Why, oh why, did the Dream Academy fade into obscurity after only three albums? A combination of beautiful soulful lyrics, the distinctive oboe sound of Kate St John, the production skills of David (Pink Floyd) Gilmour, and some of the most intelligent - if occasionally rather pretentious - songwriting of the 1980s made this band one of the finest art-rock acts of their era; and by the time "A Different Kind of Weather" was released, they had pretty much perfected the art of the wistful, thought-provoking, not-quite-pop song.
It's hard to find a bad track on the album. Almost all have infectiously catchy tunes and a brilliant line in irony in the lyrics ("St Valentine's Day" is the best anti-Valentine's song ever written, and the perfect antidote to being dumped!), one or two of the tracks ("Forest Fire" and "Mercy Killing") are almost protest songs but without the band ever sounding self-conscious or "worthy", "12/8 Angel" is a brilliant piece of rock with a very non-commercial-pop beat, and "Waterloo" is a gorgeous piece of scene-painting. The cover version of John Lennon's "Love" which opens the album may not be to everyone's taste (it wasn't to mine) but there's no denying the sheer craftsmanship in the production of the song, and it reintroduces a Dream Academy key requirement - the "wordless lyric", most famously heard in "Life in a Northern Town" - which is otherwise surprisingly absent on this album.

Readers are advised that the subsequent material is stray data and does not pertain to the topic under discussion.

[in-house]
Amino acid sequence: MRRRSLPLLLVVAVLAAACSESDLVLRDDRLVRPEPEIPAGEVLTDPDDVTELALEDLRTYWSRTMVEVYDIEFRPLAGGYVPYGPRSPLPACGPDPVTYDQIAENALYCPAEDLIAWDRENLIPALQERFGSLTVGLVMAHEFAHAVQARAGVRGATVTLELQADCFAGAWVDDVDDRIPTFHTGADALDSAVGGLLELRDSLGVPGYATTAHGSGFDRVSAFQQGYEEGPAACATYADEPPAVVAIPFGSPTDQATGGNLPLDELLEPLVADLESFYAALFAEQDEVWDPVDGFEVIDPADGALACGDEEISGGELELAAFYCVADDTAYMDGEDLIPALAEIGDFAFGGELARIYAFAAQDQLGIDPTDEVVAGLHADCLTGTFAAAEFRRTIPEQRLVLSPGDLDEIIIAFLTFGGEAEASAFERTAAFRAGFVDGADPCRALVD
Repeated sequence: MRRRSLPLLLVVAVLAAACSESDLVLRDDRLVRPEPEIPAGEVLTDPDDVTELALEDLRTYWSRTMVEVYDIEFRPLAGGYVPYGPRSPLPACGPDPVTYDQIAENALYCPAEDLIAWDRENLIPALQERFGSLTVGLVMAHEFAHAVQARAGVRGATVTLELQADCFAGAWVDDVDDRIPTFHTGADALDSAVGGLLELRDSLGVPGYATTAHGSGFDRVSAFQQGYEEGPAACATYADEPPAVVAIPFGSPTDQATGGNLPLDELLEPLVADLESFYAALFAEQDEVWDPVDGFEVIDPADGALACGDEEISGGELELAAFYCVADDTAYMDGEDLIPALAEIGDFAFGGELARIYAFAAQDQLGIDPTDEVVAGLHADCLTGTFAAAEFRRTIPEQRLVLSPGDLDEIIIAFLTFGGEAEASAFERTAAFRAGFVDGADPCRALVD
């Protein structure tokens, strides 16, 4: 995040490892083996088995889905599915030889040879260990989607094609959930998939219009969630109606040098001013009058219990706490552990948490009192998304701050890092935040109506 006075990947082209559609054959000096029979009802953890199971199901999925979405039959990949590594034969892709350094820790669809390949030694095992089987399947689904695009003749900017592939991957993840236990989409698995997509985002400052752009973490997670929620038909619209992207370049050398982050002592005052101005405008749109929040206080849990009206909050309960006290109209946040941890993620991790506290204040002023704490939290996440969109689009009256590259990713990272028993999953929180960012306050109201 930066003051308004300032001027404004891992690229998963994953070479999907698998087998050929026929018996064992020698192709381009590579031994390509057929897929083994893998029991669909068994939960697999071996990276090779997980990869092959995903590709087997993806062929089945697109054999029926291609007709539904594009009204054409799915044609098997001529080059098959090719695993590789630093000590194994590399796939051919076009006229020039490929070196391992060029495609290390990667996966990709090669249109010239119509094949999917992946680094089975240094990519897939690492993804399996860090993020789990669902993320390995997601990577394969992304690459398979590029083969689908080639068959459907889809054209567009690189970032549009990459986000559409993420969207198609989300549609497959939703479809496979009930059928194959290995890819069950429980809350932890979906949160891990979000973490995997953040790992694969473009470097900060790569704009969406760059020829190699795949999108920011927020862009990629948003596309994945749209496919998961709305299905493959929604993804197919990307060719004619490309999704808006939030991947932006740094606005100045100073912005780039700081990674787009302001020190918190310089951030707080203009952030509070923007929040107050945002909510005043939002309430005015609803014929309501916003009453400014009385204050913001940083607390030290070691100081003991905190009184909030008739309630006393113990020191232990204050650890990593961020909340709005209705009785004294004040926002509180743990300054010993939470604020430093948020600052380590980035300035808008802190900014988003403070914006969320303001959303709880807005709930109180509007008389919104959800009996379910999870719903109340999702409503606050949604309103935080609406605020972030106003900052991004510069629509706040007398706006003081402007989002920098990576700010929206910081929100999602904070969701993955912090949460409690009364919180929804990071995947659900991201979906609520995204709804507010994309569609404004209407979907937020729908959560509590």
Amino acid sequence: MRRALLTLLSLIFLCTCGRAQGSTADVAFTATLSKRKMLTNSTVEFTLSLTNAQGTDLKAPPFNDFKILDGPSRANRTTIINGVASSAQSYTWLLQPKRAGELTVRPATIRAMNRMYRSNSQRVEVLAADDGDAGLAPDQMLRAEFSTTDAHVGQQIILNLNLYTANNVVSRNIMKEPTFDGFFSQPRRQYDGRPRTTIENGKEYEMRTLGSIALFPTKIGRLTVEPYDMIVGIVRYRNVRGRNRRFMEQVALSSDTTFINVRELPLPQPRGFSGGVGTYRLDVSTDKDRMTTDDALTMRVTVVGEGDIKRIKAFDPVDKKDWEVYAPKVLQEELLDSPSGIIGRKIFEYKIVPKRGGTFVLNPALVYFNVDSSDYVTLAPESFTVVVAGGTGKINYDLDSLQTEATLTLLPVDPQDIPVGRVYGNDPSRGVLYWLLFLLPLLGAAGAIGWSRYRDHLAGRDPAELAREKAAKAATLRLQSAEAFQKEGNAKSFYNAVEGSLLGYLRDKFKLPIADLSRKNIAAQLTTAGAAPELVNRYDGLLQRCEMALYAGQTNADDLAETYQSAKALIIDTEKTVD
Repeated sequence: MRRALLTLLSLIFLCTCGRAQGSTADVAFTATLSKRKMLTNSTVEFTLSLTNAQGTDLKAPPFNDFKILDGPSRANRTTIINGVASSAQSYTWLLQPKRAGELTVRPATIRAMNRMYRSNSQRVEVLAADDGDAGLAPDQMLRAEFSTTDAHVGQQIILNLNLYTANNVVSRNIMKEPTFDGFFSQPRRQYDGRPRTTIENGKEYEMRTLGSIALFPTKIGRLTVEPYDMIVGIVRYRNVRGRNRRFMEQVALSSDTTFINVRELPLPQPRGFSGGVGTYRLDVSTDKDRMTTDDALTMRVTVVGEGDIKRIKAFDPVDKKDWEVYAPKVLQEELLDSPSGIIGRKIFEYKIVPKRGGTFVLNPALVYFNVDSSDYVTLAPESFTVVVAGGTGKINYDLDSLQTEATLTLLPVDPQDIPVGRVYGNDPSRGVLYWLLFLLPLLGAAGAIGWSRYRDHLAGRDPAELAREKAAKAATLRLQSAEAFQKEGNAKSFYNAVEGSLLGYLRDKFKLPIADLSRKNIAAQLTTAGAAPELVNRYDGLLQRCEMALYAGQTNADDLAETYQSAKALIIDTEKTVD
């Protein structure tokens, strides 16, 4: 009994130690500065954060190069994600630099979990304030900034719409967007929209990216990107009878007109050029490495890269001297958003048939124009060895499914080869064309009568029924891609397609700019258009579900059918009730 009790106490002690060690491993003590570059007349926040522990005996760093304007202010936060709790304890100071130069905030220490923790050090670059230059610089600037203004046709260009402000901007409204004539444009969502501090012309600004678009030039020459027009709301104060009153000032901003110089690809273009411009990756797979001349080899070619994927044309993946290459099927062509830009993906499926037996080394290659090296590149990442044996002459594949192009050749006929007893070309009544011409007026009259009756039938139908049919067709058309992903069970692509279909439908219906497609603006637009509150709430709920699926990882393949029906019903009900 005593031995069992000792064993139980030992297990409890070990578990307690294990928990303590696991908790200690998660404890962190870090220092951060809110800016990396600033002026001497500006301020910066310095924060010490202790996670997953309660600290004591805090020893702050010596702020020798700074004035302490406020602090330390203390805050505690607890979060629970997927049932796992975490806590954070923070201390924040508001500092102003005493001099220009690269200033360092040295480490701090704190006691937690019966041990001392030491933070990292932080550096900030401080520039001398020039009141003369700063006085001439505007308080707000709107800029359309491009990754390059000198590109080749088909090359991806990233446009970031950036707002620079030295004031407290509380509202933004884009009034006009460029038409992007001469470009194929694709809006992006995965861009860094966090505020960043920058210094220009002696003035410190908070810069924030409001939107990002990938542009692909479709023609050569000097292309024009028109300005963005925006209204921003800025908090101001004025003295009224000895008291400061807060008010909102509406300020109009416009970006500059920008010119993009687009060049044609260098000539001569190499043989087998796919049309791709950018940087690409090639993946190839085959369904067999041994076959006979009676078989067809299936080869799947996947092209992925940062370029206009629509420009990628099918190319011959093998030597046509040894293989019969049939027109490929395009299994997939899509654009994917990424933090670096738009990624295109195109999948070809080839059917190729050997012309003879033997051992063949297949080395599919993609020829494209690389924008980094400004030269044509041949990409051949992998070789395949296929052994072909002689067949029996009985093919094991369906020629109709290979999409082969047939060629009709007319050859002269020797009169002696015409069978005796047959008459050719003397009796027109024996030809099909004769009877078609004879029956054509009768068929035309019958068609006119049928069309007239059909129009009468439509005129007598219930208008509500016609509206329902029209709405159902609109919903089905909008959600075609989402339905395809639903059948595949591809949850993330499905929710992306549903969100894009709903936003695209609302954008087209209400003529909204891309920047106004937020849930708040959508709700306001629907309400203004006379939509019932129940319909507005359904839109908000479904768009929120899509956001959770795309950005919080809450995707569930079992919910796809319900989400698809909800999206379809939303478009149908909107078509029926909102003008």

This album is a great antidote to the school of thinking which says that all "serious" music has to be as glum as Radiohead or Coldplay. It may make you think, it may touch a heartstring or two, but it's unlikely to leave you without a smile.